The Tradition of Lei-Giving
NOTE: In the Hawaiian language, making things plural is not done by adding an “s” after it, as in “one lei, two leis.” Instead, “the lei” is ka lei, and “the lei” (more than one) is nā lei. Just a little `ōlelo Hawai`i (Hawaiian language) lesson for this article.
History of the Hawaiian Lei
The custom of lei giving was introduced by early Polynesian voyagers from Tahiti. In early times, lei were made of leaves, feathers, shells, flowers, nuts, and even bone and teeth of various animals.
Garlands of lei, the maile lei being the most significant, were worn by ancient Hawaiians to beautify themselves and distinguish themselves from others. Made of fragrant leaves of the maile vine, lei-giving once symbolized peace between opposing chiefs. Today, it is worn ceremoniously to communicate love, respect, blessing, reverence, and friendship. It is also a favorite graduation gift.
Lei–Giving, A Symbolism of Aloha
The lei itself represents an important value in Hawaiian cultural practices, but the manner in which a lei is given is symbolic in itself. Typically, when visitors arrive in Hawai`i, a welcome lei is presented. The receiver bows their head and the giver drapes the lei around their neck. A kiss of aloha on the cheek completes the tradition.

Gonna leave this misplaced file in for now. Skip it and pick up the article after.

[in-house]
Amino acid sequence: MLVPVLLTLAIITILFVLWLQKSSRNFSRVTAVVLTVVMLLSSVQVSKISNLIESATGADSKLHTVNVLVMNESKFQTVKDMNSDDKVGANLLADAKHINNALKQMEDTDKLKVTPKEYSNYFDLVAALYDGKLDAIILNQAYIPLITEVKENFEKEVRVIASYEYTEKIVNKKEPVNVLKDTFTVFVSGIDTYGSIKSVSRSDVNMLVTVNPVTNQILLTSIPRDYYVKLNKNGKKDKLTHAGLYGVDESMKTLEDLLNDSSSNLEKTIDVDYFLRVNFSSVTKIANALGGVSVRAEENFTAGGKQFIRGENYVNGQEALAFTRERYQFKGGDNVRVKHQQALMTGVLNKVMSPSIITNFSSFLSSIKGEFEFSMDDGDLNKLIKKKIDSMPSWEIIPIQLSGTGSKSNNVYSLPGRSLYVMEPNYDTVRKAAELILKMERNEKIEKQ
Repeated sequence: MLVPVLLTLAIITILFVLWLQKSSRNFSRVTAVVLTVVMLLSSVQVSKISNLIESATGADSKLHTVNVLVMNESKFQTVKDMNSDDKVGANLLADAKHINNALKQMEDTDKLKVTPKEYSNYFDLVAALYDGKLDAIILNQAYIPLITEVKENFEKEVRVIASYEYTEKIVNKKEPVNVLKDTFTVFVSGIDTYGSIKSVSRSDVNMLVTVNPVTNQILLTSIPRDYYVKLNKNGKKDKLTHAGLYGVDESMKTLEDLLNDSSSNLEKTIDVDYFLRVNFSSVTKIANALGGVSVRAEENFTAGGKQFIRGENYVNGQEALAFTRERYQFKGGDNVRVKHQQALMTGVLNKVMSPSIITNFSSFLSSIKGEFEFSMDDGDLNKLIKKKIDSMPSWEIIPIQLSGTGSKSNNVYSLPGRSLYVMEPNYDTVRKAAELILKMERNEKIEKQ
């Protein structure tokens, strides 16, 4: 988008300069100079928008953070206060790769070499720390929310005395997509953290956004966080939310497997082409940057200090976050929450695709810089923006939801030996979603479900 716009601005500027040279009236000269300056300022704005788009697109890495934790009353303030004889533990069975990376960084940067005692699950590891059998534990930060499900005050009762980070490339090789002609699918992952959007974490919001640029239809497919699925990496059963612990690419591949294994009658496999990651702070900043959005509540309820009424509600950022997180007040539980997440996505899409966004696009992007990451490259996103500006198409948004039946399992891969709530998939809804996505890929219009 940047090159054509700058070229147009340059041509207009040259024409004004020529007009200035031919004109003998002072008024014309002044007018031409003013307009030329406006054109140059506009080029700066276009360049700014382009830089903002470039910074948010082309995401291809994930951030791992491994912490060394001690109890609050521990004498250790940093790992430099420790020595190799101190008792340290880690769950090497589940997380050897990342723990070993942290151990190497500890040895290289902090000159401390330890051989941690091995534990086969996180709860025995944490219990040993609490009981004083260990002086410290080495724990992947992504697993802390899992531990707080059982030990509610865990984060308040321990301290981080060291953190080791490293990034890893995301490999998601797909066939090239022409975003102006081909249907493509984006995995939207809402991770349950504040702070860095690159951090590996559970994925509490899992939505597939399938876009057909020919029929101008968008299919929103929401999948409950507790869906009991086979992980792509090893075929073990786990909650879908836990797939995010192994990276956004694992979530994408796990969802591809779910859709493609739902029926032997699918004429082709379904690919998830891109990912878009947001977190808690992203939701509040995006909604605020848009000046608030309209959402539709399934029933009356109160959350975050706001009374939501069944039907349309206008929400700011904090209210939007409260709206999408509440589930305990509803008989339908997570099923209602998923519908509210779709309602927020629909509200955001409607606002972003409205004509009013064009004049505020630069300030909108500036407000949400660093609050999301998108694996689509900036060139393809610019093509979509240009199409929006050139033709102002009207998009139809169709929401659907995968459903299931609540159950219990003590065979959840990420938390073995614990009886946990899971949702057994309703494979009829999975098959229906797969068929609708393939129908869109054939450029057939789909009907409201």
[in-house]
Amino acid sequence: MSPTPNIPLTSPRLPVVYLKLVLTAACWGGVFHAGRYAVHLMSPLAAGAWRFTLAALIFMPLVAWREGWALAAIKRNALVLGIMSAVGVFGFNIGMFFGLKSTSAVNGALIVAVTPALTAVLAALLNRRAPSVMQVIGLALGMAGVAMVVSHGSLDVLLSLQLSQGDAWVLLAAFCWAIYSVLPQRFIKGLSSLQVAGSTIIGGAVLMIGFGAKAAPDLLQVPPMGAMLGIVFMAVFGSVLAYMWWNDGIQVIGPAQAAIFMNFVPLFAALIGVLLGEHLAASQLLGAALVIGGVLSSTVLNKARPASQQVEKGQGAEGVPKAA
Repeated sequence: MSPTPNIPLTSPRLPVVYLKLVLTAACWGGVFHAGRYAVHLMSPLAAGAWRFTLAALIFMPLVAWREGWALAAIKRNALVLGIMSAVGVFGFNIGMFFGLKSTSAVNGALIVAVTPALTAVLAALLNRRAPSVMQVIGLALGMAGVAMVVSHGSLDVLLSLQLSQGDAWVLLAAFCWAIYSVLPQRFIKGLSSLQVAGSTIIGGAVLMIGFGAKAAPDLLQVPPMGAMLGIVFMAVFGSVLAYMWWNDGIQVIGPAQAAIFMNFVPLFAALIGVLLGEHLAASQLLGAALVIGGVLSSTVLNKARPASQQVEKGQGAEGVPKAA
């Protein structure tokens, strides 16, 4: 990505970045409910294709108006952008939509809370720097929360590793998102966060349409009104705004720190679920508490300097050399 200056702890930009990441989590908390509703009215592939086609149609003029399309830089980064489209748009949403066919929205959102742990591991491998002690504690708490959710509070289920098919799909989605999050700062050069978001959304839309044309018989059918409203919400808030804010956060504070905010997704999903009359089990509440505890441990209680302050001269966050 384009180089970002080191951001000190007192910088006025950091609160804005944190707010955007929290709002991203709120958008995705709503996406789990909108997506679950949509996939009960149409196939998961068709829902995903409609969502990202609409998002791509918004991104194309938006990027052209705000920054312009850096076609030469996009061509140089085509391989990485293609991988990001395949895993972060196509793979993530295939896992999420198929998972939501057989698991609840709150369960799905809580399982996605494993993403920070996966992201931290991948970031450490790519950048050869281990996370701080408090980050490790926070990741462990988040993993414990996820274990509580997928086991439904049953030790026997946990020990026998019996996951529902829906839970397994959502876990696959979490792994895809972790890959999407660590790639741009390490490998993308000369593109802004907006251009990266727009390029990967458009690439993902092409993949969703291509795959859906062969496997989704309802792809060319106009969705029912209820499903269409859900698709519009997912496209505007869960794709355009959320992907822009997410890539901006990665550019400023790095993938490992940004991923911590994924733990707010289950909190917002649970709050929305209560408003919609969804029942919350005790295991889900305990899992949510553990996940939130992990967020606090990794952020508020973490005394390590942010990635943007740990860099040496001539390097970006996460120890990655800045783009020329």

Lei can be given, received, or worn for almost any occasion. However, there are a couple of unspoken rules when receiving a lei. Since lei are given in the spirit of love and generosity, it is considered rude to refuse one or to remove a lei in the presence of the person who gave it to you. When you are finished with your lei, you should return it to the earth, hang it from a tree, or bury it because regardless of who gave it, a lei is also a gift from the `āina (land).
May Day is Lei Day in Hawai`i
In Hawai`i, May Day is celebrated on May 1 and is known as Lei Day. It’s a statewide celebration of the aloha spirit and the giving of flower lei. It was Don Blanding, a writer, and poet, who first suggested that a holiday be dedicated to the beautiful Hawaiian tradition of lei making and giving. But it was another writer, Grace Tower Warren, who came up with the idea that the holiday should coincide with May Day.
This tradition was started on May 1, 1928, and continues to this day with a Lei Day Celebration. Each island’s colorful parade is symbolized in pageantry. Adorned in the colors and flora of their island, regal princesses outfitted in long-flowing pā`ū (skirts), are the highlight of the parades.
During May and June, graduation season, you’ll see many `ohana (family) stringing beautiful flowers to make lei. What kind of lei do you typically see? Anything from candy to money to the ever-popular flower lei. And graduates are often bedecked with lei up to their faces!
As lei are given when someone is arriving or leaving, it’s no surprise that lei are given to graduates as they leave school and arrive to a new stage of lives.
It’s no wonder that you can discover the spirit of aloha through the beautiful Hawaiian tradition of lei-making and giving.
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